The Bolshoi Experience: Highlights from Russian Operas (SACD review)

Alexander Vedernikov, soloists, chorus, and orchestra of the Bolshoi Theatre, Moscow. PentaTone Classics SACD 5186 089.

I would never think of recommending a disc of music I didn’t much care for just because it sounded good, but in the case of The Bolshoi Experience, I admit I didn’t care for much of the content, yet the sound was so good, it was hard to resist.

The album contains selections from Glinka’s A Life for the Czar; Alexander Dargomyszki’s Russalka; Tchaikovsky’s Lolanthe, Queen of Spades, and Mazeppa; Rachmaninov’s Aleko; and Borodin’s Prince Igor. While the Bolshoi Theater Orchestra perform the pieces well, of course, with robust and spirited renditions by the Bolshoi singers and musicians, the arias and such themselves tend to be a little offbeat and even downbeat, with the exception of the familiar Prince Igor Polovtsian Dances that conclude the program. I’d say it’s a collection for the opera connoisseur rather than the casual listener like myself.

Ah, but the sound is splendid. The 2005 hybrid SACD release delivers regular two-channel stereo, SACD two-channel, and SACD five-channel sound. I confess I couldn’t hear much difference between the regular stereo and SACD two-channel stereo layers, to which I listened, although there did appear to be what may have been a touch more dynamic impact in the SACD version. However, that aside, the recording in both formats is splendid.

Not only is the audio balance nigh-well perfect, the imaging and dimensionality are quite convincing.  We get genuine depth in this recording, with the orchestra slightly in front of the soloists, and the soloists slightly in front of the chorus. I hope I don’t sound too clich├ęd in saying you’ll feel as though you’re in the concert hall listening to this one. Moreover, I’m sure the five-channel version, which I did not hear, would give a listener an even greater sense of reality with a little surround ambience. So, nice sound, even if I found the music a bit tiring.

To hear a brief excerpt from this album, click here:


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John J. Puccio

John J. Puccio

About the Author

Understand, I'm just an everyday guy reacting to something I love. And I've been doing it for a very long time, my appreciation for classical music starting with the musical excerpts on The Big John and Sparkie radio show in the early Fifties and the purchase of my first recording, The 101 Strings Play the Classics, around 1956. In the late Sixties I began teaching high school English and Film Studies as well as becoming interested in hi-fi, my audio ambitions graduating me from a pair of AR-3 speakers to the Fulton J's recommended by The Stereophile's J. Gordon Holt. In the early Seventies, I began writing for a number of audio magazines, including Audio Excellence, Audio Forum, The Boston Audio Society Speaker, The American Record Guide, and from 1976 until 2008, The $ensible Sound, for which I served as Classical Music Editor.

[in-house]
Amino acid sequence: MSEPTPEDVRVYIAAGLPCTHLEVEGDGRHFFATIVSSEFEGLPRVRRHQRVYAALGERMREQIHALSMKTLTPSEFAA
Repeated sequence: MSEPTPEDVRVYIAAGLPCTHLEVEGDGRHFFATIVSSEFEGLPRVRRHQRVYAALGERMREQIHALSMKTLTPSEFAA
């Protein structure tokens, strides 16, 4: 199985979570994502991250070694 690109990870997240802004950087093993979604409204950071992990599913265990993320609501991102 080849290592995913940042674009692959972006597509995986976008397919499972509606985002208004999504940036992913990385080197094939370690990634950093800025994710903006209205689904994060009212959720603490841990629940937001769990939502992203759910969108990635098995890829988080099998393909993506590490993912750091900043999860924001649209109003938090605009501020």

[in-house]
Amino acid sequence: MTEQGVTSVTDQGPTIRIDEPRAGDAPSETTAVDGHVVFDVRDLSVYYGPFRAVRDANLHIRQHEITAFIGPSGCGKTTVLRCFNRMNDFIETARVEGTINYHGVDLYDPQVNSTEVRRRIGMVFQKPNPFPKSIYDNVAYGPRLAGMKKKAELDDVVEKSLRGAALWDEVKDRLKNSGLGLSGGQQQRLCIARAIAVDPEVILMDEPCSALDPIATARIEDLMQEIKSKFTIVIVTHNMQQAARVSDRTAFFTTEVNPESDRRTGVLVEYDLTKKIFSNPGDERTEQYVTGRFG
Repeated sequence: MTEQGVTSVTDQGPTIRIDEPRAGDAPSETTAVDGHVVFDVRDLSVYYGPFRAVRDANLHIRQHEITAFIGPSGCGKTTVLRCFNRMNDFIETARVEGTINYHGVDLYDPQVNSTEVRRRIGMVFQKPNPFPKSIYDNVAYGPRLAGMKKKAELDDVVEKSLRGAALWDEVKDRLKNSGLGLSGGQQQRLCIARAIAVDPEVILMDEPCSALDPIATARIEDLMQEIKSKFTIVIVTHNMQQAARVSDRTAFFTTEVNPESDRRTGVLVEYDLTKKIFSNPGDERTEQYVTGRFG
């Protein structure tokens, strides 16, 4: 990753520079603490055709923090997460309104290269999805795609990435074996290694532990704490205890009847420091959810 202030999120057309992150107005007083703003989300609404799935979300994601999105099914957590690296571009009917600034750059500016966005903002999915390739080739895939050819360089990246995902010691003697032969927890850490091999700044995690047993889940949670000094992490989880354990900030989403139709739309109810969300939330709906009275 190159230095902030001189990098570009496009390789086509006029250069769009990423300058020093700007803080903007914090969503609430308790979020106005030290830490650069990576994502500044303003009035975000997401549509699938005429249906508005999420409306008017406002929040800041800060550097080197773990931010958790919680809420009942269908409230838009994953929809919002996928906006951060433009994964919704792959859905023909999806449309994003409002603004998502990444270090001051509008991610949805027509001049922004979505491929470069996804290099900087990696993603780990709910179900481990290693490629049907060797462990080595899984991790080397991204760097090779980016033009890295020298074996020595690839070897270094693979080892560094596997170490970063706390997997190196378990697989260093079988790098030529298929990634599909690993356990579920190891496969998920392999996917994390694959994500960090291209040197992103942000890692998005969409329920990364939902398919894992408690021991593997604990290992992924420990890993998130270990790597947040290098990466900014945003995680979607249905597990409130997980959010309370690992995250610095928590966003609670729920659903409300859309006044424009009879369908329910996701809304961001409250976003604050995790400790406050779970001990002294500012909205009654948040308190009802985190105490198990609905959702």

Today, I'm retired from teaching and use a pair of bi-amped VMPS RM40s loudspeakers for my listening. In addition to writing the Classical Candor blog, I served as the Movie Review Editor for the Web site Movie Metropolis (formerly DVDTown) from 1997-2013. Music and movies. Life couldn't be better.

Mission Statement

It is the goal of Classical Candor to promote the enjoyment of classical music. Other forms of music come and go--minuets, waltzes, ragtime, blues, jazz, bebop, country-western, rock-'n'-roll, heavy metal, rap, and the rest--but classical music has been around for hundreds of years and will continue to be around for hundreds more. It's no accident that every major city in the world has one or more symphony orchestras.

When I was young, I heard it said that only intellectuals could appreciate classical music, that it required dedicated concentration to appreciate. Nonsense. I'm no intellectual, and I've always loved classical music. Anyone who's ever seen and enjoyed Disney's Fantasia or a Looney Tunes cartoon playing Rossini's William Tell Overture or Liszt's Hungarian Rhapsody No. 2 can attest to the power and joy of classical music, and that's just about everybody.

So, if Classical Candor can expand one's awareness of classical music and bring more joy to one's life, more power to it. It's done its job.

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"Their Master's Voice" by Michael Sowa

"Their Master's Voice" by Michael Sowa